Studio Visit: FairEnds
May 20th, 2014 | Events, In Stock, New Arrivals
Last week, we dropped by FairEnds’ studio in South Williamsburg for a visit with the brand’s co-founder, Martin Carvajal. Based in Brooklyn and Missoula, Montana, Martin and his good friend Ben Ferencz started the company just a couple of years ago, but their colorful ball caps quickly garnered a following for their pared-down aesthetic, minimal approach to branding, and a versatility that makes them feel equally appropriate for navigating the city or exploring the wilderness. We talked shop in their sunlit space under the Williamsburg bridge:
Where are you from, and what have you been up to since moving to New York?
I’m from Colombia. I came to Boston to go to school 12 years ago, and came to New York right after, went to school for business, and somehow ended up doing this. I worked for Unis, then I went from there to Stella McCartney, and then to Freemans Sporting Club. I just moved to Amagansett.
How did you and Ben meet, and how did you start to work together?
I used to be the Creative Director at Freeman’s Sporting Club and my business partner, Ben used to have a cycling company called Freeman Transport. That was a coincidence, and we did a project. He did some custom bikes for us and in the process we became friends. We always wanted to do something together but were also busy with our full-time jobs. I went on to work with Nike from there and he was also working with another cycling company and teaching at a college at the time, in the town where he lives.
How did you decide on caps, specifically?
We figured that hats were easy enough that we could do something with. It was cool because it was something that many designers that were friends with me wanted to make, so we could make it for them. That way we could do a very simple product but interact with so many people in doing it. Jack Spade wanted me to make some hats for an anniversary and so we did those, and that started it. Then a bunch of local designer friends, like Unis, thought we should make some hats for them.
The biggest other thing was that there were hats everywhere, and some of them I liked, but I would never wear a hat that has a big label in the front, and every single hat usually has that. I don’t like to be branded like that, especially on your head. It’s too strong, and too much for me. We thought, let’s do this without labels, and just let the fabric tell the story. If it has a label, it’s not really like a brand logo – it’s more like a letter or something. When we started making hats, there wasn’t the explosion of hats that there is right now. Our partners can get so creative, and we offer anything you give us.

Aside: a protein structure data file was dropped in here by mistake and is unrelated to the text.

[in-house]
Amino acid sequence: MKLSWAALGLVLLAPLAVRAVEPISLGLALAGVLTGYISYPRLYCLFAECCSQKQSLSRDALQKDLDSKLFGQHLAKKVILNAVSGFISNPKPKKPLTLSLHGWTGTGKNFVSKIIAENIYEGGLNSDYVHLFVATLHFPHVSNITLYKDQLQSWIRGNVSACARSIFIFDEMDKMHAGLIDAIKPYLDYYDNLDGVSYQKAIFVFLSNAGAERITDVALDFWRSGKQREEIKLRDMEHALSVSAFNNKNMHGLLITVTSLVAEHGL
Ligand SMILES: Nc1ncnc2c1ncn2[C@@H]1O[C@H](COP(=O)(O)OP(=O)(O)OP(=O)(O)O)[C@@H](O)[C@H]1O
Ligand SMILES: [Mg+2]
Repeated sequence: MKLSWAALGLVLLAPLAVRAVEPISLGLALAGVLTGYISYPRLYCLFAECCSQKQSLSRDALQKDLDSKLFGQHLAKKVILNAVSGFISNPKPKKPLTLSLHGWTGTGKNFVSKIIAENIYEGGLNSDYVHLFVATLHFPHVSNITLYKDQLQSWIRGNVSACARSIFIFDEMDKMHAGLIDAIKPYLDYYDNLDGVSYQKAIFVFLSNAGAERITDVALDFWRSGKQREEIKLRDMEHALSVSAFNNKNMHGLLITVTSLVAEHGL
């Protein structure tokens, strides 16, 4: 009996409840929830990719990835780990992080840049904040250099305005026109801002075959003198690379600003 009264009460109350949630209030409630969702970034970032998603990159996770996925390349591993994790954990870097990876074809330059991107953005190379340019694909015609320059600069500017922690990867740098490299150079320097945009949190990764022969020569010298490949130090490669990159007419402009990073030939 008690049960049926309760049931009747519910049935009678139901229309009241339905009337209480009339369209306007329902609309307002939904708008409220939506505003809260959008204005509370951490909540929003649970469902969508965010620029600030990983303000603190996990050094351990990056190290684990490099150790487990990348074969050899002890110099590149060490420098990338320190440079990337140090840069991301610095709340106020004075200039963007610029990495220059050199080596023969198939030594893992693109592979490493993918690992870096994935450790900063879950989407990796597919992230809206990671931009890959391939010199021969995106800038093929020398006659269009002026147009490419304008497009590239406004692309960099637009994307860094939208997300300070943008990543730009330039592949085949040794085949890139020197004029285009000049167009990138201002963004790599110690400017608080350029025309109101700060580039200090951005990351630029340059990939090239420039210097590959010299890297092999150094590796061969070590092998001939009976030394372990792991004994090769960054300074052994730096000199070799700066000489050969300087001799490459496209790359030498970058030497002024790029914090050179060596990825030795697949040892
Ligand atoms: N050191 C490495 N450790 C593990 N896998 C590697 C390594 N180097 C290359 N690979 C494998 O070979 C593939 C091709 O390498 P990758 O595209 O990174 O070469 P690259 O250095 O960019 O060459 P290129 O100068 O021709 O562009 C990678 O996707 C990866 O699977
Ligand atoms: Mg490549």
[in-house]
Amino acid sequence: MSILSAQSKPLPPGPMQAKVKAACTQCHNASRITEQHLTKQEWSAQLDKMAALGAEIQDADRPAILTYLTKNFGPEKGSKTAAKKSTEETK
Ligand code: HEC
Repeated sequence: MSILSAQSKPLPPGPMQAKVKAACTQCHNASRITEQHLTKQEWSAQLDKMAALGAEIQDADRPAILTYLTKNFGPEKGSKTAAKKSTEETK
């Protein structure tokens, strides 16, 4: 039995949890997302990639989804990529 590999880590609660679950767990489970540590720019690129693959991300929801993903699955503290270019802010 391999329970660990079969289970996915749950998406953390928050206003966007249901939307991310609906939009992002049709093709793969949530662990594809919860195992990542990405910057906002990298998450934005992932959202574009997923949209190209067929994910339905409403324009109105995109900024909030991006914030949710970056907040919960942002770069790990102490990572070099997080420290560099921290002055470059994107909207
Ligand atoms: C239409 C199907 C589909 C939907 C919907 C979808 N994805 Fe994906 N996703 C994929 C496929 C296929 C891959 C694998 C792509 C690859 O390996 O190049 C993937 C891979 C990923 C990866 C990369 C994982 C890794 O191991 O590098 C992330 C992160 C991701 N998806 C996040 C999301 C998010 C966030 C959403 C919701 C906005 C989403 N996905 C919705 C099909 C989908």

Do you wear a lot of hats yourselves?
I wear a lot of hats. I wear a lot of beanies in the winter, and when it gets warm here I switch to a baseball hat. Ben lives in Montana where it’s a little bit cooler year round. We’re just hat people. It started with cycling. In the beginning we would toy with the idea of making cycling caps. We did a cycling hat, a beanie, and a baseball cap, and it sort of evolved from there.
Other than the lack of visible labels, what are some of the key elements you want to focus on with your hats?
We just wanted to do a really simple hat, fit wise, like a classic ball cap, and then I guess what you would call a classically five panel hat (even though it’s not a classic hat), then base it more on searching for cool fabrics. I don’t really wear five panels – I try to go for the standard ball cap thing. Some people ask for snap backs, trucker hats, bucket hats, and we can do all of those, but I think the idea of the classic ball cap is how I see it and how you can tie that into things that are not so classic, just with the fabric.
What are some of the fabrics you’re working with?
We do solid wools, which we like a lot, and we buy a lot of Japanese fabrics from small mills. Anything we run into. If we go on a road trip and find like ten yards of some weird fabric, we’ll buy it and make hats. Working with people makes it really interesting. Different designers will want to give you their fabrics to work into a collection. We’re always trying new things, fabric wise.
Do you plan on keeping the three core styles and evolving them each collection with different fabrics?
They will always be there. We’ll do different custom hats like fishing hats, running hats, and we’ll do them in different fabrics, like mesh, and toy around with those, but we’ll always have those three styles. We do a lot of collaborations with other brands and team up with designers to put out other products, and that’s how we’re expanding our offering, from bags to pants to t-shirts to shorts, socks.
It’s a great way to test things out and experiment.
Exactly. I’ve done production so long that now I’m not super into making a collection for a few styles for people but it’s cool to bounce ideas off someone, to sit down and see a final project. And if you see it it’s all based on the idea of classics, and things that I wear everyday. We’re very standard dressing people, Ben and I.